can dress them. The important factor is not so much what use plenty of well ﬂuffed out gauze, cotton wool, or plas-
dressing you put on, but how often you change it. tic foam, and cover these with a crepe bandage. Don’t make
Apply dressings soaked in: (1) Saline, if possible changed the dressing too tight, especially over prominences such as
3 times daily. This is possibly the best. (2) Hypochlorite the forehead, because too much pressure will stop it taking.
(’Eusol’, or chlorinated lime and boric acid solution BPC).
(3) 0.5% acetic acid. (4) Hydrogen peroxide.
LESS ORTHODOX APPLICATIONS FOR INFECTED THE DRESSINGS ARE CRITICAL DON’T ALLOW A GRAFT
WOUNDS TO MOVE DURING BANDAGING OR AFTERWARDS
often work, and may make granulation tissue ﬁt for graft-
ing. You may have nothing else. Scientiﬁc explanations can
be postulated for some of them, particularly sugar. They in-
clude: (1) Mashed fresh papaya (paw paw) applied between 57.5 The general method for split skin
layers of gauze. A slough will appear the following day and grafting
the skin round the wound will become red. (2) A ‘swab and
honey’ applied honey side down. (3) Honey dripped into the You can take skin from any of the convex surfaces of a pa-
wound (this is said to be useful in bed sores). (4) Sugar. (5) tient’s body, but the most convenient places are the fronts of
Salt. (6) Fresh placenta. (7) Amniotic membrane. (8) Yo- his thighs, each of which can provide a piece of skin 10×20
ghourt is particularly useful if a wound is very offensive. (9) cm. The skin here is easy to prepare, and easy to dress. If
Plaster of Paris over vaseline gauze or plain gauze. you bend his hip and knee, you can also take skin from the
If you use sugar, open the wound widely, dry it with back of his thigh, or from its medial and lateral surfaces,
gauze, completely ﬁll it with granulated sugar, and add more provided your assistant puts his hand behind it, and pushes
sugar as this becomes diluted. it forwards so as to make it convex when you cut as in C,
Fig. 57-5. You can also use the antero–medial surface of his
upper arm, which will match his face well. If he is exten-
DON’T GRAFT GRANULATIONS WHICH HAVE RISEN
sively burnt, you may need to take grafts from his buttocks,
ABOVE THE SKIN
his calves, his chest, or even his abdomen.
GENERAL METHOD FOR SPLIT SKIN GRAFTING
57.4 Why grafts don’t take—infection, INDICATIONS (1) Immediate primary grafting, where skin
bleeding, anaemia, and movement has been lost, or where you can only bring the edges of a
patient’s wound together under excessive tension. (2) De-
All grafts should take on a wound you have yourself made, layed primary grafting. (3) Secondary grafting. Burns are
such as one for the relief of a contracture. On burns and the major indication.
57 Skin grafts and ﬂaps
Grafts fail to take on the following tissues, although they
POSITIONS FOR may be able to bridge a small gap: (1) Bare dry white ten-
CUTTING GRAFTS A don, except in young children. (2) Bare cortical bone. (3)
Hyaline cartilage. (4) Open syovial joints.
CONTRAINDICATIONS Besides trying to graft a tissue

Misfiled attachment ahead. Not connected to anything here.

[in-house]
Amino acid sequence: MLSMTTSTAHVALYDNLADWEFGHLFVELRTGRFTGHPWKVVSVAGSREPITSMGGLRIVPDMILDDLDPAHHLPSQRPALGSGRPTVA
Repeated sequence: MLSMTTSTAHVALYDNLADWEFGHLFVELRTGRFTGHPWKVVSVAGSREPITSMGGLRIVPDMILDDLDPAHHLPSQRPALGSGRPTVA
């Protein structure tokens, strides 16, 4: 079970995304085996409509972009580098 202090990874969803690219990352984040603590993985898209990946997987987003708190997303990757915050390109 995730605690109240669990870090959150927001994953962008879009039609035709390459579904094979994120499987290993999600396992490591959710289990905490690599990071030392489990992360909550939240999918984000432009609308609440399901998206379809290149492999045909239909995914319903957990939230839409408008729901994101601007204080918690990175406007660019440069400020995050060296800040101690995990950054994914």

which won’t accept a graft, other contraindications include
unfavourable granulations and untreated Strep. pyogenes
or Pseudomonas in the wound.
Relative contraindications include the face. Split skin
grafts look ugly here. They are less satisfactory than full
B C thickness grafts, or pinch grafts, over areas which have to
bear pressure, such as the heel.
CAUTION! (1) Don’t try to graft a patient while he is
anaemic. Raise his haemoglobin above 6 g/dl ﬁrst. (2) Don’t
try to graft too large an area at once, or he may bleed to
death. 10% of his surface area is the absolute maximum at
any one time.
ANTIBIOTICS If you are grafting a burn, especially a large
one, give the patient penicillin for 2 days before grafting and
D E 3 days afterwards to control possible streptococcal infection.
PREOPERATIVE PREPARATION Bathe the patient.
Shaving the donor site is optional, but always scrub it well
with soap and water.
EQUIPMENT A skin grafting knife, two graft boards, liq-
uid parafﬁn, skin hooks, non–toothed forceps for handling
the graft, vaseline gauze, a bowl of sterile saline to put the
graft in, sterile cotton wool, and a sterile screw topped jar for
storing excess graft.
Find two assistants.
F ANAESTHESIA FOR SKIN GRAFTING If you have pre-
G pared the patient’s wound adequately so that and it does
not need scraping, and you are not going to sew the graft
in place , you need not anaesthetize it. If possible, use lo-
cal anaesthesia for the donor area because he is more likely
to cooperate. (1) Use plenty of a very dilute local anaes-
thetic, such as 0.4% lignocaine with adrenaline, to puff out
the skin all over the donor site. If you raise it like a plateau,
it will be easier to cut. Raise blebs in suitable places and
then inﬁltrate the whole area with a long needle just below
the dermis, as in Fig. 57-4. This is the best method of lo-
cal anaesthesia for the arm. (2) Take skin from his thigh by
Fig. 57.3: POSITIONS FOR CUTTING GRAFTS. A, the outer side of blocking both his femoral nerve and the lateral cutaneous
the arm. B, the inner side of the arm. C, the forearm, D, the inner side of nerve of his thigh (A 6.22). (3) If you are going to take an
the thigh—usually the best place. E, the back of the thigh with the patient’s extensive graft from several sites, give him a general anaes-
prone. F, the back of the thigh with the patient on his back. G, the outer thesic. (4) You can use ketamine; if you give him diazepam
side ot the thigh. With the kind permission of Ian McGregor.
at the end of the operation (A 8.1), he is unlikely to thrash
about as he recovers and so disturb the graft.
Variations of these indications include: (1) The complete